A Cost-Effective Simulation Model for demonstration of Parenteral drug administration for undergraduate medical students
European Journal of Molecular & Clinical Medicine,
2022, Volume 9, Issue 7, Pages 2400-2411
AbstractINTRODUCTION: The curriculum for medical graduates proposed by the MCI, has undergone significant changes. The new curriculum identifies essential skills, describes methods and contexts of teaching, and recognizes standardized measurement of competencies1. It focuses on learning critical competencies needed for success in clinical practice and provides standards and a framework for measuring performance2. It allows for self, objective, and multisource assessments with mandates to improve the quality of health care and enhance patient safety 3,4
OBJECTIVE: To develop a cost-effective upper limb mannequin for training students in the skill of parental injection techniques to be assessed using objective structured practical examination (OSPE).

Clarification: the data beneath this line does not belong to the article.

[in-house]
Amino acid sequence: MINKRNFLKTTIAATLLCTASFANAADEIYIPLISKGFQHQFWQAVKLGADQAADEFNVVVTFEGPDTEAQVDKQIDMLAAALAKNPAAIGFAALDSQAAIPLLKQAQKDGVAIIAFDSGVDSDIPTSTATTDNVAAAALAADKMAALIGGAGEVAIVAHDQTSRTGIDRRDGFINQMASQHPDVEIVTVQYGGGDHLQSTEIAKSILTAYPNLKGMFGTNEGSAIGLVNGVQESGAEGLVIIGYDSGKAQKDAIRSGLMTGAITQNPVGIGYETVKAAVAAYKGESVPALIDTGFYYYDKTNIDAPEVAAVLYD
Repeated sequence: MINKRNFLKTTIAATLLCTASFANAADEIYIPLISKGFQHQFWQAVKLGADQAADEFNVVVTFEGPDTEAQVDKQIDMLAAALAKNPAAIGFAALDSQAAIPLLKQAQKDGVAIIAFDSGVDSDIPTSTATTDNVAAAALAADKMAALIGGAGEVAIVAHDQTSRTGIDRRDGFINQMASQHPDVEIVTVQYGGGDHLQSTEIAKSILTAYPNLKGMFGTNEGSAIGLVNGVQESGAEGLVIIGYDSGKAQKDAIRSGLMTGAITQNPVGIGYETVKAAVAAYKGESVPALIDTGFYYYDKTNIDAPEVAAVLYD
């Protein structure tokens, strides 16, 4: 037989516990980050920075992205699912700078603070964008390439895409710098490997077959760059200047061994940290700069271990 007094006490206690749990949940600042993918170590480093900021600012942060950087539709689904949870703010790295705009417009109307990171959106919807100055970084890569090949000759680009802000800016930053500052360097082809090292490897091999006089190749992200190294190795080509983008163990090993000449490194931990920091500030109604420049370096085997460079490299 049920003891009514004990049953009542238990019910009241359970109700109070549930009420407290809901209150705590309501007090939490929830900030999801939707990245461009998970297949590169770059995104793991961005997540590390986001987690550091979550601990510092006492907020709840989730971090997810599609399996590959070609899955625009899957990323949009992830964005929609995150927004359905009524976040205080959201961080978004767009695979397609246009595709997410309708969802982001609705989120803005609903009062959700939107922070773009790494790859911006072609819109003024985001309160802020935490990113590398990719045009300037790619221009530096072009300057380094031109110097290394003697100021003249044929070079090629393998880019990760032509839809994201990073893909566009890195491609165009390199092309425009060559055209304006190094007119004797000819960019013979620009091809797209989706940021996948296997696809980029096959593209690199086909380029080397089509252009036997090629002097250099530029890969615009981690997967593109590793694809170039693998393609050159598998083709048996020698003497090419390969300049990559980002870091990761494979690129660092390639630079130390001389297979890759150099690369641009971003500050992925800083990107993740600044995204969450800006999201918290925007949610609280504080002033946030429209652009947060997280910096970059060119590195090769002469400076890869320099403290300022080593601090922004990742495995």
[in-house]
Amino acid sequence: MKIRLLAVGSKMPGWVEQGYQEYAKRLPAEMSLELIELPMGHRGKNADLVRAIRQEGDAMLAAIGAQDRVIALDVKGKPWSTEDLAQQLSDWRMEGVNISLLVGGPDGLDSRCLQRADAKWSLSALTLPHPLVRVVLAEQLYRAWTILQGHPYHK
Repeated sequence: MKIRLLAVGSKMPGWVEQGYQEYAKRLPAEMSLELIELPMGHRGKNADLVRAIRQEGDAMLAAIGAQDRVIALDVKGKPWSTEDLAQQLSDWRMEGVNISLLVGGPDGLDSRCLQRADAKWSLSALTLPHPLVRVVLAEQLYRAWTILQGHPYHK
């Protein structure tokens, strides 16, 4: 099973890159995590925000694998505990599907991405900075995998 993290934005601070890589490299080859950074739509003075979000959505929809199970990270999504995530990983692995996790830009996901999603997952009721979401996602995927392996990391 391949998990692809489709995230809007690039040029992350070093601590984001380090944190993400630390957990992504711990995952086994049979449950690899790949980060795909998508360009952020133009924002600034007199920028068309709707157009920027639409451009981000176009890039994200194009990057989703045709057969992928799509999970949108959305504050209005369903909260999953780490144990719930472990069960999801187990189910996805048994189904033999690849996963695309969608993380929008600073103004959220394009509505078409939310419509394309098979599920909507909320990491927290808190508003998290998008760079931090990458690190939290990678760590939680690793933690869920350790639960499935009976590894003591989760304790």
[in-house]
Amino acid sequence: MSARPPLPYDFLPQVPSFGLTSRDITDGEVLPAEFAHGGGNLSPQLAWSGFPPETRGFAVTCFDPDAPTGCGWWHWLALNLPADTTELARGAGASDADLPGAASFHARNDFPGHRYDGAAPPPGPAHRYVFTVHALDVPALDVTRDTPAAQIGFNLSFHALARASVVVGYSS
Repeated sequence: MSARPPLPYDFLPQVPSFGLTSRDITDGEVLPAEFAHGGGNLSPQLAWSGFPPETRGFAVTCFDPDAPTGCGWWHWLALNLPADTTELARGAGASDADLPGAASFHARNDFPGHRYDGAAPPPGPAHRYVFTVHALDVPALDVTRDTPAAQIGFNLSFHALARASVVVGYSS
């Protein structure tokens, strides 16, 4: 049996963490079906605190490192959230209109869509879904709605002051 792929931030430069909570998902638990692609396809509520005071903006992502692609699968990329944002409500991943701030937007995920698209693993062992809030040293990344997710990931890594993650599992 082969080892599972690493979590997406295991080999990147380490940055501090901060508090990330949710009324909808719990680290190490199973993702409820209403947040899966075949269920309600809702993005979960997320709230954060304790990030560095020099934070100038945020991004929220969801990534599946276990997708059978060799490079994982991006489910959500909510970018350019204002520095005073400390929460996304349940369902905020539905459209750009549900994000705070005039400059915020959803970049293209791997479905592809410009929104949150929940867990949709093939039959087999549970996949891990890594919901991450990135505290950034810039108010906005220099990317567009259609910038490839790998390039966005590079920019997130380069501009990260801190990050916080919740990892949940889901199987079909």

MATERIALS AND METHODS: Cost effective upper limb was prepared for parenteral drug administration. Each student was able to practice individually. A study questionnaire was given covering aspects of Perception and feedback of the students regarding the mannequins.
RESULTS: A Huge percentage (96.87%) of students concurred that simulation is a useful learning method. A large percentage of students agreed that it made the topic interesting and provided a semi-realistic experience. Feedback obtained showed that over half of the students agreed that the mannequins were good.
CONCLUSION: The simulation technique provided self-learning of a variety of skills with confidence in a safe and controlled environment without fear of harming patients. Students were able to enhance clinical competence by repeatedly doing the procedure & correcting their mistakes.
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